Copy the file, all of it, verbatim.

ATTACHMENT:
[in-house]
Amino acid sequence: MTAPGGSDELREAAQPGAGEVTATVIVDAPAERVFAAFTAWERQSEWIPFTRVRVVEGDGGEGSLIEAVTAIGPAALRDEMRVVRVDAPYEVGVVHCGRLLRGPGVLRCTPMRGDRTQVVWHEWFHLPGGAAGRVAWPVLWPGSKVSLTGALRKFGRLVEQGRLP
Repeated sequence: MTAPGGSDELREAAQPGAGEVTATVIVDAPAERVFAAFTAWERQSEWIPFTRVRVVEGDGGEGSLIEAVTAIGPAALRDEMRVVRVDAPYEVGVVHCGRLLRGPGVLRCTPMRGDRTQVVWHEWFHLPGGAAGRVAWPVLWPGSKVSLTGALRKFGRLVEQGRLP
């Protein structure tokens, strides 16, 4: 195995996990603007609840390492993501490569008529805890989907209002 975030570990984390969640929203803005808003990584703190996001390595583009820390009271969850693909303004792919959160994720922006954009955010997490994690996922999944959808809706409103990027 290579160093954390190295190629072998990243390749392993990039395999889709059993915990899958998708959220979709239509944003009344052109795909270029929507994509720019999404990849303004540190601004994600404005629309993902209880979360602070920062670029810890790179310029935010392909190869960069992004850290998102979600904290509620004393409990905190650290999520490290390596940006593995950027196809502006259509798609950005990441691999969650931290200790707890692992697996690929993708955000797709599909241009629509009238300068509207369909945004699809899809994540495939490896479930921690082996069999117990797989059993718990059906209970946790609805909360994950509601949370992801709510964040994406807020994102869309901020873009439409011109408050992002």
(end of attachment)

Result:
[in-house]
Amino acid sequence: MTAPGGSDELREAAQPGAGEVTATVIVDAPAERVFAAFTAWERQSEWIPFTRVRVVEGDGGEGSLIEAVTAIGPAALRDEMRVVRVDAPYEVGVVHCGRLLRGPGVLRCTPMRGDRTQVVWHEWFHLPGGAAGRVAWPVLWPGSKVSLTGALRKFGRLVEQGRLP
Repeated sequence: MTAPGGSDELREAAQPGAGEVTATVIVDAPAERVFAAFTAWERQSEWIPFTRVRVVEGDGGEGSLIEAVTAIGPAALRDEMRVVRVDAPYEVGVVHCGRLLRGPGVLRCTPMRGDRTQVVWHEWFHLPGGAAGRVAWPVLWPGSKVSLTGALRKFGRLVEQGRLP
């Protein structure tokens, strides 16, 4: 195995996990603007609840390492993501490569008529805890989907209002 975030570990984390969640929203803005808003990584703190996001390595583009820390009271969850693909303004792919959160994720922006954009955010997490994690996922999944959808809706409103990027 290579160093954390190295190629072998990243390749392993990039395999889709059993915990899958998708959220979709239509944003009344052109795909270029929507994509720019999404990849303004540190601004994600404005629309993902209880979360602070920062670029810890790179310029935010392909190869960069992004850290998102979600904290509620004393409990905190650290999520490290390596940006593995950027196809502006259509798609950005990441691999969650931290200790707890692992697996690929993708955000797709599909241009629509009238300068509207369909945004699809899809994540495939490896479930921690082996069999117990797989059993718990059906209970946790609805909360994950509601949370992801709510964040994406807020994102869309901020873009439409011109408050992002």